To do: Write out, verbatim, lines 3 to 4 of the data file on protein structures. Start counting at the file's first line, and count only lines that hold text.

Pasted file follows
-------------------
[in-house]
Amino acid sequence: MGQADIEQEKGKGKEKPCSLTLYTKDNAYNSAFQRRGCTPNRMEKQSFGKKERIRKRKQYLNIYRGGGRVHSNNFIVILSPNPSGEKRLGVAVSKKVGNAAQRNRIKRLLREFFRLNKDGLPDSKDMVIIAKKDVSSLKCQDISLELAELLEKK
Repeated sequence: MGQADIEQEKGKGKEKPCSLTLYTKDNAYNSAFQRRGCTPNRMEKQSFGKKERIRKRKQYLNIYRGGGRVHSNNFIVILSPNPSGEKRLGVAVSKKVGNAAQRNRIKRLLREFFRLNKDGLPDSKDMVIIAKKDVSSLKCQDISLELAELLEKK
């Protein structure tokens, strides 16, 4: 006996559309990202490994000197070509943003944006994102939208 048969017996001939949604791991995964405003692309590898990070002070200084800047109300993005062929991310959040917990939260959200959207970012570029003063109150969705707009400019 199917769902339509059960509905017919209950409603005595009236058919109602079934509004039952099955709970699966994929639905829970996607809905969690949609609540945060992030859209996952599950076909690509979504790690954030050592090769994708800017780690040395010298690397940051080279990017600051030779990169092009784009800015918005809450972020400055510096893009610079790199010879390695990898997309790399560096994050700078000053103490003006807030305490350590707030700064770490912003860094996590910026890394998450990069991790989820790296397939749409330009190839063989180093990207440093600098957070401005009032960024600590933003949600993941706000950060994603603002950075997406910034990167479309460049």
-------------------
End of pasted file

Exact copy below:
Repeated sequence: MGQADIEQEKGKGKEKPCSLTLYTKDNAYNSAFQRRGCTPNRMEKQSFGKKERIRKRKQYLNIYRGGGRVHSNNFIVILSPNPSGEKRLGVAVSKKVGNAAQRNRIKRLLREFFRLNKDGLPDSKDMVIIAKKDVSSLKCQDISLELAELLEKK
């Protein structure tokens, strides 16, 4: 006996559309990202490994000197070509943003944006994102939208 048969017996001939949604791991995964405003692309590898990070002070200084800047109300993005062929991310959040917990939260959200959207970012570029003063109150969705707009400019 199917769902339509059960509905017919209950409603005595009236058919109602079934509004039952099955709970699966994929639905829970996607809905969690949609609540945060992030859209996952599950076909690509979504790690954030050592090769994708800017780690040395010298690397940051080279990017600051030779990169092009784009800015918005809450972020400055510096893009610079790199010879390695990898997309790399560096994050700078000053103490003006807030305490350590707030700064770490912003860094996590910026890394998450990069991790989820790296397939749409330009190839063989180093990207440093600098957070401005009032960024600590933003949600993941706000950060994603603002950075997406910034990167479309460049």